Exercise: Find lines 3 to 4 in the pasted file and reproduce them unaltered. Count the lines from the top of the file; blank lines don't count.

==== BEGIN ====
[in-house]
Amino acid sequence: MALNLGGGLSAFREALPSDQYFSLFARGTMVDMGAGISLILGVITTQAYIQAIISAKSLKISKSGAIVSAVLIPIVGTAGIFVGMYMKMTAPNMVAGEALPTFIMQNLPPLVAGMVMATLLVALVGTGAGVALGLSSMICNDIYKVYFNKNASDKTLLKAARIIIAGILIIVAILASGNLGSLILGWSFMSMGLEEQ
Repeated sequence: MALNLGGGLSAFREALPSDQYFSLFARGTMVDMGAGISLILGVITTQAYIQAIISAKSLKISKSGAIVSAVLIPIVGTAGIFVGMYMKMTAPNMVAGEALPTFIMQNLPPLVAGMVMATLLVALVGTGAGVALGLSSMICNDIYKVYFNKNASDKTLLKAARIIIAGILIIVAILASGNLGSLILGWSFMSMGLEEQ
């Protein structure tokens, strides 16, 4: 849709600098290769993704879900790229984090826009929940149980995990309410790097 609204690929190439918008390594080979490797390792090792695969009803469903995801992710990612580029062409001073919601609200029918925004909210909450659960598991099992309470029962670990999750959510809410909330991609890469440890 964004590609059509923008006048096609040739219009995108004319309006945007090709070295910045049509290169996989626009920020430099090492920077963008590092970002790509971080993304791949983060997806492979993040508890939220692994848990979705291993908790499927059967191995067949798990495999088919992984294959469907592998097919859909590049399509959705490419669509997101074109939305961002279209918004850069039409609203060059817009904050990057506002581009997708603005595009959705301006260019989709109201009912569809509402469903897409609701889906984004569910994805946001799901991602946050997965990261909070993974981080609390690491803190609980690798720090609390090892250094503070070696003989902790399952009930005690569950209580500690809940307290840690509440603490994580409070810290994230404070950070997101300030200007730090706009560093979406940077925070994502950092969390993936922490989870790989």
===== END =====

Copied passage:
Repeated sequence: MALNLGGGLSAFREALPSDQYFSLFARGTMVDMGAGISLILGVITTQAYIQAIISAKSLKISKSGAIVSAVLIPIVGTAGIFVGMYMKMTAPNMVAGEALPTFIMQNLPPLVAGMVMATLLVALVGTGAGVALGLSSMICNDIYKVYFNKNASDKTLLKAARIIIAGILIIVAILASGNLGSLILGWSFMSMGLEEQ
């Protein structure tokens, strides 16, 4: 849709600098290769993704879900790229984090826009929940149980995990309410790097 609204690929190439918008390594080979490797390792090792695969009803469903995801992710990612580029062409001073919601609200029918925004909210909450659960598991099992309470029962670990999750959510809410909330991609890469440890 964004590609059509923008006048096609040739219009995108004319309006945007090709070295910045049509290169996989626009920020430099090492920077963008590092970002790509971080993304791949983060997806492979993040508890939220692994848990979705291993908790499927059967191995067949798990495999088919992984294959469907592998097919859909590049399509959705490419669509997101074109939305961002279209918004850069039409609203060059817009904050990057506002581009997708603005595009959705301006260019989709109201009912569809509402469903897409609701889906984004569910994805946001799901991602946050997965990261909070993974981080609390690491803190609980690798720090609390090892250094503070070696003989902790399952009930005690569950209580500690809940307290840690509440603490994580409070810290994230404070950070997101300030200007730090706009560093979406940077925070994502950092969390993936922490989870790989």